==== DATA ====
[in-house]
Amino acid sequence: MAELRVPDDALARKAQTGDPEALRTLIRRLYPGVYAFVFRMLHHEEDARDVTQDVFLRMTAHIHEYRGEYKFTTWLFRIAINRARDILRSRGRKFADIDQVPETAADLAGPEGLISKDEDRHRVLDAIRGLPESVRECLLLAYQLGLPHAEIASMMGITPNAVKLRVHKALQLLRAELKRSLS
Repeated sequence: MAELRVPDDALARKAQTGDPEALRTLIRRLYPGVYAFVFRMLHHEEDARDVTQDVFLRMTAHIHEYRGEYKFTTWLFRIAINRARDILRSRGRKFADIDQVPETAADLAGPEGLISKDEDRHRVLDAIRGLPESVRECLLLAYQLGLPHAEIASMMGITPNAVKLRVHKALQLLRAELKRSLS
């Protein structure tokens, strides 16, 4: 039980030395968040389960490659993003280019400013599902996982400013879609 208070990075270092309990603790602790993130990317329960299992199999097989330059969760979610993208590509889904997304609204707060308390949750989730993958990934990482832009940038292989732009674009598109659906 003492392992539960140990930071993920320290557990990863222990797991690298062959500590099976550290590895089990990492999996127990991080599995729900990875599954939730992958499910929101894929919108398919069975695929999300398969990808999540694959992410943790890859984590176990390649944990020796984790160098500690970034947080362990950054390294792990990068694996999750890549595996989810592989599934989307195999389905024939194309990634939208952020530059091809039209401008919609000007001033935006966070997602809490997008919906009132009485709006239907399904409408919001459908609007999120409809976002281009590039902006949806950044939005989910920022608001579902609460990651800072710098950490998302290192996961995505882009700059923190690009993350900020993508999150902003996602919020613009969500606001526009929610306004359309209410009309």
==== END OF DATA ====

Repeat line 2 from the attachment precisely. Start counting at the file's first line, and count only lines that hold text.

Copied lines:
Amino acid sequence: MAELRVPDDALARKAQTGDPEALRTLIRRLYPGVYAFVFRMLHHEEDARDVTQDVFLRMTAHIHEYRGEYKFTTWLFRIAINRARDILRSRGRKFADIDQVPETAADLAGPEGLISKDEDRHRVLDAIRGLPESVRECLLLAYQLGLPHAEIASMMGITPNAVKLRVHKALQLLRAELKRSLS